We have also received reports of adverse reactions to foods in which likely allergenic substances were used as flavors, and not declared by name. Therefore, in addition to the exemption in 101.100(a)(3), the agency is also considering whether an allergenic ingredient in a spice, flavor, or color should be required to be declared, 403(i) not withstanding. On a substance-by-substance basis, the agency has required ingredients covered by the exemption in section 403(i) to be declared when necessary to protect individuals who experience adverse reactions to the substance, e.g., FD&C Yellow No. 5. The agency is open to suggestions on how to best address this problem.

While FDA has not formally defined "allergens," it provided examples of foods that are among the most commonly known to cause serious allergenic responses, i.e., milk, eggs, fish, crustacea, mollusks, tree nuts, wheat, and legumes (particularly peanuts and soybeans), in a policy statement dealing with foods derived from new plant varieties published in the FEDERAL REGISTER of May 29, 1992 (57 FR 22984 at 22987).

FDA advises that the issue of declaring allergenic ingredients in food is being discussed on an international level. Several individual governments and the Codex Alimentarius Commission have begun to formulate policy for the labeling of foods containing allergenic ingredients to ensure that consumers are provided sufficient information to avoid substances to which they are allergic. While packaged foods sold in the U.S. are among the most comprehensively labeled foods in the world (some countries provide broader exemptions from ingredient declaration), FDA is studying its labeling requirements, and considering whether rulemaking is necessary, for the labeling of allergenic ingredients.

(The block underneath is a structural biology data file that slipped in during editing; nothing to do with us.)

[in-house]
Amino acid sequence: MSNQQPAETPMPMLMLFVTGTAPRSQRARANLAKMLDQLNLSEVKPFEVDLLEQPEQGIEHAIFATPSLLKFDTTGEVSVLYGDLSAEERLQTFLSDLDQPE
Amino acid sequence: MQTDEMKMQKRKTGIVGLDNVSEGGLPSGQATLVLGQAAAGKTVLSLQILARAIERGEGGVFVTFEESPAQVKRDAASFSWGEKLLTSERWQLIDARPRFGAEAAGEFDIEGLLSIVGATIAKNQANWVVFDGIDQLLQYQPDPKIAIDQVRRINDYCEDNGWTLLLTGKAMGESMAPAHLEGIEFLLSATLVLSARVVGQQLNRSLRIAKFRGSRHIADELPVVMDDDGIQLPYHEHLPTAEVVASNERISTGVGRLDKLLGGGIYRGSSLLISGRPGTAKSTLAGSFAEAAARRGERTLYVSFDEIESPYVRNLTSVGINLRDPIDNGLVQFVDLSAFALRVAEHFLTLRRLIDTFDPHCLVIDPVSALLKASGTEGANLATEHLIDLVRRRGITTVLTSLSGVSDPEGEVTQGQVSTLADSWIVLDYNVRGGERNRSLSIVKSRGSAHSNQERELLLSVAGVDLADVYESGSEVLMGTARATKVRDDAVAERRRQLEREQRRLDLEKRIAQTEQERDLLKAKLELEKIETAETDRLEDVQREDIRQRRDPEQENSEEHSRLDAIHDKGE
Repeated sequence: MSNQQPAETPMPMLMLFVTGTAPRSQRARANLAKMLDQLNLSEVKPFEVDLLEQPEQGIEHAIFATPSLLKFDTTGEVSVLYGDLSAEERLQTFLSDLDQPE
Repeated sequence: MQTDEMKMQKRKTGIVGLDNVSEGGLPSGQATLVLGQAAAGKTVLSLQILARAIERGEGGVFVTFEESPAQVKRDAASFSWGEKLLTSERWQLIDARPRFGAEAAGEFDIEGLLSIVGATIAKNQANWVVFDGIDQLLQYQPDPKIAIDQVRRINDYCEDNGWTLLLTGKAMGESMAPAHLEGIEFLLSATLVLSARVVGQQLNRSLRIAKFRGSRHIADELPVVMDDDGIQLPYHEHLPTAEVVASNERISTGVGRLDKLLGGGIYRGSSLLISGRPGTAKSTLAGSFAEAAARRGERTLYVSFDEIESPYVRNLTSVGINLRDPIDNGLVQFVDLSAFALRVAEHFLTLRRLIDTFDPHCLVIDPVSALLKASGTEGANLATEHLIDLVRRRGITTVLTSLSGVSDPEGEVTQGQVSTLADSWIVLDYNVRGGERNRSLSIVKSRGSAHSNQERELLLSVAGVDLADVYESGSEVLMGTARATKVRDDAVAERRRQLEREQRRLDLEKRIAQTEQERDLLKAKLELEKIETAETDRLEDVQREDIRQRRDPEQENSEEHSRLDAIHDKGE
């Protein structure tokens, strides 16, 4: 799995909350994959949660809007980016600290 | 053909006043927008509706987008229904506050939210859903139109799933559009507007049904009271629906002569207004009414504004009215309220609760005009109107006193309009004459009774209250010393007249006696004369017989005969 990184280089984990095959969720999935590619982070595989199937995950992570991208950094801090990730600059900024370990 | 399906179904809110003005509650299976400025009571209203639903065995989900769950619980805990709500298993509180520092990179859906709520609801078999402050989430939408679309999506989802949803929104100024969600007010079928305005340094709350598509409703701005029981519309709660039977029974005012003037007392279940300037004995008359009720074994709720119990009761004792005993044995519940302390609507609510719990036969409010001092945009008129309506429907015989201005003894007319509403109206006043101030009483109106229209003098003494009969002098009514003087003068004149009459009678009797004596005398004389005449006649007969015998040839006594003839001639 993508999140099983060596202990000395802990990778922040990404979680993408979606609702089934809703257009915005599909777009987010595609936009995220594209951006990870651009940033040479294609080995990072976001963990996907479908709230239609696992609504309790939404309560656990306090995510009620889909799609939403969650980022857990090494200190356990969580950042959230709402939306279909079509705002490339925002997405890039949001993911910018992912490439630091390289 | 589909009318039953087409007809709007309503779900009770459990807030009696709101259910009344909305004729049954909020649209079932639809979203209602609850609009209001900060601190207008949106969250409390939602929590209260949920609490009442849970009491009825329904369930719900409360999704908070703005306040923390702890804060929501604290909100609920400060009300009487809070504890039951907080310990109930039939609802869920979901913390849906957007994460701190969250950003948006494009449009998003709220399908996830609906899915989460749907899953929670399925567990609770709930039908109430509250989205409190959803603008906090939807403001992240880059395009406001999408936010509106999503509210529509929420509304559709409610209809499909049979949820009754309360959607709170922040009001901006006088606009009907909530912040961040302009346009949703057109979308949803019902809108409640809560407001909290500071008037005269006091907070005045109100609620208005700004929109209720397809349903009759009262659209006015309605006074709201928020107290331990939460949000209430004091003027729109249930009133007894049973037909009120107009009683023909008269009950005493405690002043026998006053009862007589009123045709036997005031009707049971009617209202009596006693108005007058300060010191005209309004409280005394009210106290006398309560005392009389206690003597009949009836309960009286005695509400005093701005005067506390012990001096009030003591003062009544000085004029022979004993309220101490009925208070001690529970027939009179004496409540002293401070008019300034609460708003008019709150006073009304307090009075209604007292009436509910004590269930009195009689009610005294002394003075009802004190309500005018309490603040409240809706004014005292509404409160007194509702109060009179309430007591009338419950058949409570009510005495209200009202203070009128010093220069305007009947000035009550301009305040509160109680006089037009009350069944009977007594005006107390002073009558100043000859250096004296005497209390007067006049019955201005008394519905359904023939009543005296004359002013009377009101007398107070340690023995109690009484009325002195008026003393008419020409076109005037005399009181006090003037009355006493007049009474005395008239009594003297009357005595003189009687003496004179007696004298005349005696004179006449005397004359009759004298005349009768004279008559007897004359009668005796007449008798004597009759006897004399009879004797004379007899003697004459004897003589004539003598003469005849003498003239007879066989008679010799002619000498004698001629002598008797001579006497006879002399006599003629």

While the agency does so, FDA asks manufacturers to examine their product formulations for ingredients and processing aids that contain known allergens that they may have considered to be exempt from declaration as incidental additives under 101.100(a)(3), and to declare the presence of such ingredients in the ingredient statement. Where appropriate, the name of the ingredient may be accompanied by a parenthetical statement such as "(processing aid)" for clarity.

The voluntary declaration of an allergenic ingredient of a color, flavor, or spice could be accomplished by simply naming the allergenic ingredient in the ingredient list. Because such ingredients are normally present at very low levels, the name of the ingredient could generally be placed at the end of the ingredient list and be consistent with its descending order of predominance by weight. Other, non-allergenic ingredients t hat are exempt from declaration would remain unlisted.

Another area of concern is the potential, inadvertent introduction of an allergenic ingredient to a food (e.g., in a bakery that is manufacturing two food products on one production line, one product with peanuts and one without, where traces of peanuts, or peanut products, may end up in the product that does not normally contain peanuts). FDA is considering options for providing consumers with information about the possible presence of allergens in these foods.

The agency is aware that some manufacturers are voluntarily labeling their products with statements such as "may contain (insert name of allergenic ingredient)." FDA advises that, because adhering to good manufacturing practice (GMP) is essential for effective reduction of adverse reactions, such precautionary labeling should not be used in lieu of adherence to GMP. The agency urges manufacturers to take all steps necessary to eliminate cross contamination and to ensure the absence of the identified food. The agency is open to suggestions on how best to address this issue.

Sincerely,

Fred R. Shank, Ph.D.
Director, Center for Food Safety and Applied Nutrition


 


This document was issued on June 10, 1996.
See more recent information on Food Allergens Labeling.